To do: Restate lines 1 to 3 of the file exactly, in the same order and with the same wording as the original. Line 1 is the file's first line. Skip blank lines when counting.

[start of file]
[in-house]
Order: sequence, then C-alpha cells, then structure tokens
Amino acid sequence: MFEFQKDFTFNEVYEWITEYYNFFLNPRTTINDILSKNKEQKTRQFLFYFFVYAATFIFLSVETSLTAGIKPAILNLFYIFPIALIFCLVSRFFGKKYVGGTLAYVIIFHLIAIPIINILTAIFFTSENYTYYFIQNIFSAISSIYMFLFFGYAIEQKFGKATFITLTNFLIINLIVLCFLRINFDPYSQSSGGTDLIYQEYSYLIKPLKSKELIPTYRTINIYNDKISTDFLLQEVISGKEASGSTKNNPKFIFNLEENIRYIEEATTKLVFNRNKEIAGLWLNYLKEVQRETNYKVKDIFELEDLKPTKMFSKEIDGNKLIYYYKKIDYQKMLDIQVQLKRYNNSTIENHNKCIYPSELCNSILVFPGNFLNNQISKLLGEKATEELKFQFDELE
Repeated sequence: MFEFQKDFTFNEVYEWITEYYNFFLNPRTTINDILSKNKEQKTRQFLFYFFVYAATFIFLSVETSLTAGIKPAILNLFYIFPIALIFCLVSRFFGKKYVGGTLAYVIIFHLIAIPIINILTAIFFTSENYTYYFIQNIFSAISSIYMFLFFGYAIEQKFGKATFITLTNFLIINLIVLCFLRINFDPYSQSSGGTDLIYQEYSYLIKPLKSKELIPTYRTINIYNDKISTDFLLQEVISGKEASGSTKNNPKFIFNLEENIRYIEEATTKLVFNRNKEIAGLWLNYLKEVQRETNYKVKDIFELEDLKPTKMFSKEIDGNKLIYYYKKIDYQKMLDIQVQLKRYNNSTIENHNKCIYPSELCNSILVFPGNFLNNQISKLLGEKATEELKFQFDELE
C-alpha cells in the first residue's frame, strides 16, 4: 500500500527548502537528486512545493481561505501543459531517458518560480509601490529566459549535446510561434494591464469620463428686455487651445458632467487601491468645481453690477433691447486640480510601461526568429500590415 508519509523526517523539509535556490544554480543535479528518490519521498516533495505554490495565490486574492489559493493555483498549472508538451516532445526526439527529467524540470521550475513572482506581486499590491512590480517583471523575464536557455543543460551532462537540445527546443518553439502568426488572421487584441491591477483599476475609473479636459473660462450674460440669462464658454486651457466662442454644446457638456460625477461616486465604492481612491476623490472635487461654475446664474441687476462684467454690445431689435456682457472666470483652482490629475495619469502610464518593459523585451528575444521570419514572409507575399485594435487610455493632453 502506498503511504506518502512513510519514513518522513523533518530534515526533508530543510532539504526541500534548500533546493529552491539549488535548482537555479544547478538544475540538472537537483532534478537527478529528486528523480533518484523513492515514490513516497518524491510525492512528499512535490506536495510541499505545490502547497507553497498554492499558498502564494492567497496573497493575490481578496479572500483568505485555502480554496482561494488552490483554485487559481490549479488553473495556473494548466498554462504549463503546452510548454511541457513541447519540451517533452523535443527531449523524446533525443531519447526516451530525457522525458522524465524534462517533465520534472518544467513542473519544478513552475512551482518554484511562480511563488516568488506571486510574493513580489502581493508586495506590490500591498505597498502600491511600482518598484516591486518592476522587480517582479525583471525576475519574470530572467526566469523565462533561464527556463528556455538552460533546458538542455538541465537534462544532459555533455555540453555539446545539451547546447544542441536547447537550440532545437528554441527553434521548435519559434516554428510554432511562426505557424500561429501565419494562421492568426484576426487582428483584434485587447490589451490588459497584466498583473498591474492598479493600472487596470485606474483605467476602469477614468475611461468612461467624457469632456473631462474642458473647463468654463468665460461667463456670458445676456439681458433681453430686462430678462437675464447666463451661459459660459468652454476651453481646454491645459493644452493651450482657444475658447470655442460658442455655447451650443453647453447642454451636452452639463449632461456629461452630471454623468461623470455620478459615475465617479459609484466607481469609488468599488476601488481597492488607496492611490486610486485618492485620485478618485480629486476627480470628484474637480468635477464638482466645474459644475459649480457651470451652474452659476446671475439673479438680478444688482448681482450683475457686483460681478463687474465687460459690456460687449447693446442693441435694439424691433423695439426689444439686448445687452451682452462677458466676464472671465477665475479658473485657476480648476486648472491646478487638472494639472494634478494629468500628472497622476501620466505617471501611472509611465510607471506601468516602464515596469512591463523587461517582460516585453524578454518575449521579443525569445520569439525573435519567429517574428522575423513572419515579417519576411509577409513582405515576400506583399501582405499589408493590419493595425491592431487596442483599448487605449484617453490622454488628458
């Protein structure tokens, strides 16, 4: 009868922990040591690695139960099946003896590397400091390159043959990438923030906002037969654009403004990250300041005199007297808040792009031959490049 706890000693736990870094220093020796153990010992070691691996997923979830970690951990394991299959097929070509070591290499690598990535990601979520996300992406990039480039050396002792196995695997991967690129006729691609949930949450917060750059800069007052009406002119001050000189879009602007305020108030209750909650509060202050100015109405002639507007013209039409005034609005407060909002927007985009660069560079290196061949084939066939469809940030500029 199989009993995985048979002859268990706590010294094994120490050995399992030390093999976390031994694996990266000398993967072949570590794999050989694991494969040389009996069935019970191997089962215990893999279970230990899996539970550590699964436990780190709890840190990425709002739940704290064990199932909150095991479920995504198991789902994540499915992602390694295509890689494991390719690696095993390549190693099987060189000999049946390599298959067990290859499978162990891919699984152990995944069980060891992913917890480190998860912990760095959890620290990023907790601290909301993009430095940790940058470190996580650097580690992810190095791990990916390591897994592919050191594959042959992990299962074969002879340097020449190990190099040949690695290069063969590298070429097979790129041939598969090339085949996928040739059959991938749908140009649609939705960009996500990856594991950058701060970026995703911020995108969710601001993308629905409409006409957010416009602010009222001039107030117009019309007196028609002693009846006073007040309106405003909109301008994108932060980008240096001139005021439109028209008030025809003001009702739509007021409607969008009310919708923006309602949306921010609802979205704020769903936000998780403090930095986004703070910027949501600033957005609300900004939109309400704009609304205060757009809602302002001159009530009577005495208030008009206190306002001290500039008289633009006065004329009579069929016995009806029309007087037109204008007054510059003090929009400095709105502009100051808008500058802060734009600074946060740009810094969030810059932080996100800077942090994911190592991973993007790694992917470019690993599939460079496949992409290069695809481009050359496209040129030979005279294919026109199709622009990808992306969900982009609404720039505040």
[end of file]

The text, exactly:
[in-house]
Order: sequence, then C-alpha cells, then structure tokens
Amino acid sequence: MFEFQKDFTFNEVYEWITEYYNFFLNPRTTINDILSKNKEQKTRQFLFYFFVYAATFIFLSVETSLTAGIKPAILNLFYIFPIALIFCLVSRFFGKKYVGGTLAYVIIFHLIAIPIINILTAIFFTSENYTYYFIQNIFSAISSIYMFLFFGYAIEQKFGKATFITLTNFLIINLIVLCFLRINFDPYSQSSGGTDLIYQEYSYLIKPLKSKELIPTYRTINIYNDKISTDFLLQEVISGKEASGSTKNNPKFIFNLEENIRYIEEATTKLVFNRNKEIAGLWLNYLKEVQRETNYKVKDIFELEDLKPTKMFSKEIDGNKLIYYYKKIDYQKMLDIQVQLKRYNNSTIENHNKCIYPSELCNSILVFPGNFLNNQISKLLGEKATEELKFQFDELE